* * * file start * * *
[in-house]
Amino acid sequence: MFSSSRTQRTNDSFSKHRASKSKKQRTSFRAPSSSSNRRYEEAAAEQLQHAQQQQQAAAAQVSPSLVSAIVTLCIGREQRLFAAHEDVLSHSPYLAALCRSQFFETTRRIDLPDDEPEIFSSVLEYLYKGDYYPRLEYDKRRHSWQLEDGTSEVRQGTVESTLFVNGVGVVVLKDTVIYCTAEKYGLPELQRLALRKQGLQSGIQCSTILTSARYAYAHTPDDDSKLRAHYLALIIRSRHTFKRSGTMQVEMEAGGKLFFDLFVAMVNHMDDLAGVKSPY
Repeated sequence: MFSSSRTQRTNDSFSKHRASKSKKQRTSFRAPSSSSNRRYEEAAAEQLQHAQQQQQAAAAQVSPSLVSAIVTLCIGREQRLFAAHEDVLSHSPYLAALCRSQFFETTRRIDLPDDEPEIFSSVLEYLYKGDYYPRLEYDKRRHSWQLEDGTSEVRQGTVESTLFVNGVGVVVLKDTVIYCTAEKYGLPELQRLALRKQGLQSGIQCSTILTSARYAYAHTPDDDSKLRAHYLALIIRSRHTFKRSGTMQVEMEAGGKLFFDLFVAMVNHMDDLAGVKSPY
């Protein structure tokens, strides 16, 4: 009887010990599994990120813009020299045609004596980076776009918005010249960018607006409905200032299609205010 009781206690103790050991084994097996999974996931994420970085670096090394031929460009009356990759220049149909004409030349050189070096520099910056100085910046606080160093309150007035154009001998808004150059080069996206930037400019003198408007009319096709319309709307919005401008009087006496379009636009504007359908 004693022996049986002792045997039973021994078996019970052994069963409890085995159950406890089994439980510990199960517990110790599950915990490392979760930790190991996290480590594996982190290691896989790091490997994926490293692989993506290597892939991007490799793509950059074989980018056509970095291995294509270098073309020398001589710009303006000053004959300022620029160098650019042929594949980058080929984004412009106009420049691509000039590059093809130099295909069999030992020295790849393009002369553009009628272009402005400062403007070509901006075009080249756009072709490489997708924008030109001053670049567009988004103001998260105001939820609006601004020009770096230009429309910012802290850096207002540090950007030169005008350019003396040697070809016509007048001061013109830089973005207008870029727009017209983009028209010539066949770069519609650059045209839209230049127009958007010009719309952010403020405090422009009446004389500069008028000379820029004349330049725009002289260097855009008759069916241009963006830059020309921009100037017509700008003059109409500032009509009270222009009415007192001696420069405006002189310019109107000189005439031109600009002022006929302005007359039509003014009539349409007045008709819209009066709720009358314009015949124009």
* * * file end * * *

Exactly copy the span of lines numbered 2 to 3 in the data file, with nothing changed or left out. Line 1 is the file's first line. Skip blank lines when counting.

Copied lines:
Amino acid sequence: MFSSSRTQRTNDSFSKHRASKSKKQRTSFRAPSSSSNRRYEEAAAEQLQHAQQQQQAAAAQVSPSLVSAIVTLCIGREQRLFAAHEDVLSHSPYLAALCRSQFFETTRRIDLPDDEPEIFSSVLEYLYKGDYYPRLEYDKRRHSWQLEDGTSEVRQGTVESTLFVNGVGVVVLKDTVIYCTAEKYGLPELQRLALRKQGLQSGIQCSTILTSARYAYAHTPDDDSKLRAHYLALIIRSRHTFKRSGTMQVEMEAGGKLFFDLFVAMVNHMDDLAGVKSPY
Repeated sequence: MFSSSRTQRTNDSFSKHRASKSKKQRTSFRAPSSSSNRRYEEAAAEQLQHAQQQQQAAAAQVSPSLVSAIVTLCIGREQRLFAAHEDVLSHSPYLAALCRSQFFETTRRIDLPDDEPEIFSSVLEYLYKGDYYPRLEYDKRRHSWQLEDGTSEVRQGTVESTLFVNGVGVVVLKDTVIYCTAEKYGLPELQRLALRKQGLQSGIQCSTILTSARYAYAHTPDDDSKLRAHYLALIIRSRHTFKRSGTMQVEMEAGGKLFFDLFVAMVNHMDDLAGVKSPY